GOP Senators Offer ‘SHORT’ Act to Stop Gun Owner ‘Harassment’

Several U.S. Senators are sponsoring legislation to prevent the government from harassing owners of semo-auto rifles. SOLGW SBR Phase 5 Weapon Systems CMSA Stock

By Dave Workman

U.S.A. –-( Seventeen U.S. Senators recently introduced legislation aimed at removing the guts of the National Firearms Act—taxation, registration and regulatory requirements—and they are calling it the Stop Harassing Owners of Rifles Today (SHORT) Act.

Sponsored by Sens. Roger Marshall (KS) John Kennedy (LA), John Barrasso (WY), John Boozman (AR), Ted Budd (NC), Mike Crapo (ID), Ted Cruz (TX), Steve Daines (MT), Cindy Hyde-Smith (MS), Mike Lee (UT), Cynthia Lummis (WY), Markwayne Mullin (OK), Rand Paul (KY), Mike Risch (ID), Mike Rounds (SD), Rick Scott (FL), John Thune (SD), and Tommy Tuberville (AL), the six-page measure may have a short life span—it probably will not get out of the Senate with Democrats in control—but it might raise a few eyebrows and some important political issues.

It’s the second go-round for this legislation. Marshall introduced it in the last Congress. But what about the issues it raises?

In a report from KIDO Radio in Boise, Crapo and Risch both took nasty swipes at the Biden administration.

“This Administration’s vendetta against lawful gun ownership is a gross violation of Constitutional rights. A federal gun registry has no place in America, yet this Administration is forcing millions of law-abiding Americans to either register these commonly owned firearms or become felons,” Risch said.

“As the Biden Administration continues to seek creative methods of advancing their anti-gun agenda, Congress must be resolute and oppose all efforts to undermine Second Amendment rights,” Crapo added. “Burdening law-abiding Americans with additional firearm restrictions is not the answer to safeguarding the public.”

Marshall also went after the administration, zeroing in on the new ATF pistol brace rule, which has already resulted in legal action.

“Finalization of this pistol brace rule represents the worst fears of gun owners across the country,” Marshall observed in a prepared statement. “The SHORT Act will protect Americans from the anti-2nd Amendment gun registry that the ATF is abusing the National Firearms Act to create. This Congress, I challenge my colleagues in both chambers to make protecting Americans’ Second Amendment Rights a priority and sign onto this legislation that will stop the ATF’s pistol brace rule in its tracks.”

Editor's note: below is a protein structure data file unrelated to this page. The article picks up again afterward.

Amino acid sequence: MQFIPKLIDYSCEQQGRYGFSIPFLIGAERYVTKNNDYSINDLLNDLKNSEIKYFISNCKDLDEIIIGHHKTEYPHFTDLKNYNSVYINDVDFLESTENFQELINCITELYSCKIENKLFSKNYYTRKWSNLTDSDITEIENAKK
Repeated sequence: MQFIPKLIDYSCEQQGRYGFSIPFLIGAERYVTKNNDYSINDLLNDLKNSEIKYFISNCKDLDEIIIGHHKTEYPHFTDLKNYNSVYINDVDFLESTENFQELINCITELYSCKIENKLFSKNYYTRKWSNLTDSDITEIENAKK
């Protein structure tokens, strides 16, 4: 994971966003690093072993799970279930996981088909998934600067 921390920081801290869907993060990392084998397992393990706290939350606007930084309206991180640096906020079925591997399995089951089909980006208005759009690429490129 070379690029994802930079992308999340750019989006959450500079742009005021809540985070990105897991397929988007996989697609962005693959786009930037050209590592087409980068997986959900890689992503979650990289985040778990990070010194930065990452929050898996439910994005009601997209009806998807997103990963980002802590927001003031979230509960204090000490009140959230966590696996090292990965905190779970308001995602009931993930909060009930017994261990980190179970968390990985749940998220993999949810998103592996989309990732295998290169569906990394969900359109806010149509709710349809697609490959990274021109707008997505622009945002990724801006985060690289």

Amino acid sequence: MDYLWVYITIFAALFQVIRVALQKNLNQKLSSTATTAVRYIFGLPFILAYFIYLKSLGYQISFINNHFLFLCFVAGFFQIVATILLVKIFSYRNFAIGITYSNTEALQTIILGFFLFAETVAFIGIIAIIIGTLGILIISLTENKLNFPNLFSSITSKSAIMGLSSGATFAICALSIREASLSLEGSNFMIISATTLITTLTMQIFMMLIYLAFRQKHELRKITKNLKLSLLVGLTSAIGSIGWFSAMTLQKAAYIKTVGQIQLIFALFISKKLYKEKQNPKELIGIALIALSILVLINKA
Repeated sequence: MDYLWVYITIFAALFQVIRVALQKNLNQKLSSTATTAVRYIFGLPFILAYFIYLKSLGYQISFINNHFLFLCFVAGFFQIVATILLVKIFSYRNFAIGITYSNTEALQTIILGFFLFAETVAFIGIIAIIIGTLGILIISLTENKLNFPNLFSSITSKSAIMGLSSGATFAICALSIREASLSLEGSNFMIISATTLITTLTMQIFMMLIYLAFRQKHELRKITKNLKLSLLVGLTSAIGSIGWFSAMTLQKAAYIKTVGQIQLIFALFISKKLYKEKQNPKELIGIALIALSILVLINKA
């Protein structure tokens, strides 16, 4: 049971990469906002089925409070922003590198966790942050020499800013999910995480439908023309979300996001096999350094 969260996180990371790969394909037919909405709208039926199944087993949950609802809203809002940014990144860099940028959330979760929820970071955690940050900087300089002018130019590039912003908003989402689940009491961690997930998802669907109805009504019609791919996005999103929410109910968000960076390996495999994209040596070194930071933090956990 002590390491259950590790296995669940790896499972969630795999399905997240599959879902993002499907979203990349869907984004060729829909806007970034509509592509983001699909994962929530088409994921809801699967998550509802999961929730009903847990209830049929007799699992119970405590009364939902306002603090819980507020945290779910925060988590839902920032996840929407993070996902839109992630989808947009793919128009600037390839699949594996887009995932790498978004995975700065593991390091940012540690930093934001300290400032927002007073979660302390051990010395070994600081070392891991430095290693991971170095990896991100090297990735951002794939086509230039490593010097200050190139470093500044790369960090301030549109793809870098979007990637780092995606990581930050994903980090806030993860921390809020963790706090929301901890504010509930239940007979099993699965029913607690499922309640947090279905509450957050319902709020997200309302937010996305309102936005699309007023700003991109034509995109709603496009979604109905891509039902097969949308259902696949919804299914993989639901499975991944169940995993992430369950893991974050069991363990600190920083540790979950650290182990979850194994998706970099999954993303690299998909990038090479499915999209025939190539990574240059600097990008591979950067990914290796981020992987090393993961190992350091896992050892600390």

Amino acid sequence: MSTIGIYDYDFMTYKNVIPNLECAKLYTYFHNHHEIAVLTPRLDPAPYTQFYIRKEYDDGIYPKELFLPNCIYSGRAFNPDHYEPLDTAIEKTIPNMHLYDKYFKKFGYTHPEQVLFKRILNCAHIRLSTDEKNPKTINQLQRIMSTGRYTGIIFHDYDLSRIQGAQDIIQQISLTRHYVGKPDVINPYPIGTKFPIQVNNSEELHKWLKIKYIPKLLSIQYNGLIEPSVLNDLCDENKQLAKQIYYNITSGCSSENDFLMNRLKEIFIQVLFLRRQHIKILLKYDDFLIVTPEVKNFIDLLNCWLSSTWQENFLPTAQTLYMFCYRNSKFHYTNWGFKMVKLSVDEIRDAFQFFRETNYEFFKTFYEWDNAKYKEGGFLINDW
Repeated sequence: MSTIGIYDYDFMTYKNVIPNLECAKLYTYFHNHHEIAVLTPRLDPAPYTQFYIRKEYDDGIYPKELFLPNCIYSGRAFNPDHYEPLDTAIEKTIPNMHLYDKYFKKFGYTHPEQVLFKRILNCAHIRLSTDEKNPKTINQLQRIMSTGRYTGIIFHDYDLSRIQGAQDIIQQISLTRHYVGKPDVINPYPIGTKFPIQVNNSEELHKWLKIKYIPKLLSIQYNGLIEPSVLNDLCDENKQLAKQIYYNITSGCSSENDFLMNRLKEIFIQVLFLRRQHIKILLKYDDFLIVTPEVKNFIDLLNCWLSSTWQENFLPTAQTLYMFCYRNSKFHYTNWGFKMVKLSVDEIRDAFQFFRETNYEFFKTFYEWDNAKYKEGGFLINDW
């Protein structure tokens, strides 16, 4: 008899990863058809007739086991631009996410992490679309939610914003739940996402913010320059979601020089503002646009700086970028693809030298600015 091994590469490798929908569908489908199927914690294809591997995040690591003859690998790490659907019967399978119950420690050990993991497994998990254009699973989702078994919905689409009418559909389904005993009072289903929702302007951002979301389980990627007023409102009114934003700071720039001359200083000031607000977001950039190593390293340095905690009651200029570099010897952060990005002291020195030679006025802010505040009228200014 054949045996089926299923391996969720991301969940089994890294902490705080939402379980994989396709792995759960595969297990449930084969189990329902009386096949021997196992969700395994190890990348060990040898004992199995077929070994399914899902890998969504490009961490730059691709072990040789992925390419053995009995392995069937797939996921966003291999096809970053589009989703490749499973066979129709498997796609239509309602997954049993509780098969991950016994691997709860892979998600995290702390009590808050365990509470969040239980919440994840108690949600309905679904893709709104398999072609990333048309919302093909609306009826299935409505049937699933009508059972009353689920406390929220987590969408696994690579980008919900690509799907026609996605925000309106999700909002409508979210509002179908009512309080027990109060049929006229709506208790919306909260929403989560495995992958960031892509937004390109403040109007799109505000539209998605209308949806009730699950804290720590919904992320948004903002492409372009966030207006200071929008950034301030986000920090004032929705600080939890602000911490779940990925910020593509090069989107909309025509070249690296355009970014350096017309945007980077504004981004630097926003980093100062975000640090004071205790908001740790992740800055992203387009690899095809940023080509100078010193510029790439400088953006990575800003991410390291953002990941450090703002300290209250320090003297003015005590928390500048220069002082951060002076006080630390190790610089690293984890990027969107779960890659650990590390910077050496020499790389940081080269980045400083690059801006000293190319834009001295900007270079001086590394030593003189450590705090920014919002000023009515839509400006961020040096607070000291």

The introduction of the SHORT Act came about two weeks after the Second Amendment Foundation had ripped into the administration for allowing the ATF to adopt its “final rule.” SAF already has a legal challenge in the works, filed way back in 2021. The case is known as SAF et. al. v. BATFE, et. al.

“When we started this process,” Gottlieb said at the time, “we anticipated where the agency’s efforts would lead. With our co-plaintiffs, we will continue to challenge this new arm brace rule.”

SAF is joined in that case by Rainier Arms, LLC and two private citizens, Samuel Walley and William Green. The lawsuit was filed in U.S. District Court for the Northern District of Texas, Dallas Division.

According to plaintiffs’ attorney Chad Flores’ analysis of the 291-page Final Rule, the definition of a “rifle” now turns on a bewildering six-factor test. This new definition can be controlled not by the firearm’s objective characteristics, but instead by what ATF agents in D.C. think of a manufacturer’s marketing materials or the firearm’s “likely use.”  The new rule itself is forced to admit its dramatic result: Under this new definitional regime, “a majority of the existing firearms equipped with a ‘stabilizing brace’ are likely to be classified as ‘rifles.’”

All of this comes at a coincidental moment, as SAF has just launched its 2023 television advertising campaign, in which President Joe Biden’s own admission he wants to ban 9mm pistols, as well as semiautomatic rifles, is the centerpiece of the 60-second message.

This is already causing trouble in Connecticut, where—according to a Monday announcement by SAF—legal action is heating up because that state’s gun laws, combined with the ATF’s new “rifle” definition, makes criminals out of thousands of Constitution State citizens.

SAF and its partners in a federal lawsuit against Connecticut Gov. Edward Lamont and several others have filed an emergency motion for a temporary restraining order because a new rule published by the federal Bureau of Alcohol, Tobacco, Firearms and Explosives on firearms designation places thousands of Constitution State citizens in serious legal jeopardy. SAF is joined by the Connecticut Citizens Defense League and three private citizens, Jennifer Hamilton, Michael Stiefel and Eddie Grant, Jr. They are represented by Connecticut attorneys Doug Dubitsky of North Windham, Craig C. Fishbein of Wallingford and Cameron L. Atkinson of Harwinton.

“When ATF published its new rule,” Gottlieb said, “redesignating a class of firearms known as ‘any other firearm’ or simply ‘others’ as either ‘rifles’ or ‘short barreled rifles’ depending on the barrel length, all of those guns suddenly fell within the state’s definition of an assault weapon. This immediately put thousands of owners of previously-classified ‘other’ firearms in harm’s way legally because now their possession is a felony.”

SAF Executive Director Adam Kraut, who is also a practicing attorney, added this observation:

“This re-classification, is a textbook example of the harm which can be caused by an arbitrary change of rules and definitions making legally-purchased firearms suddenly illegal, turning their owners into criminals, essentially by the stroke of a pen. We’re asking the court to step in to prevent a legal nightmare for thousands of Connecticut citizens.”

The National Rifle Association (NRA) and Gun Owners of America (GOA) have both endorsed the SHORT Act.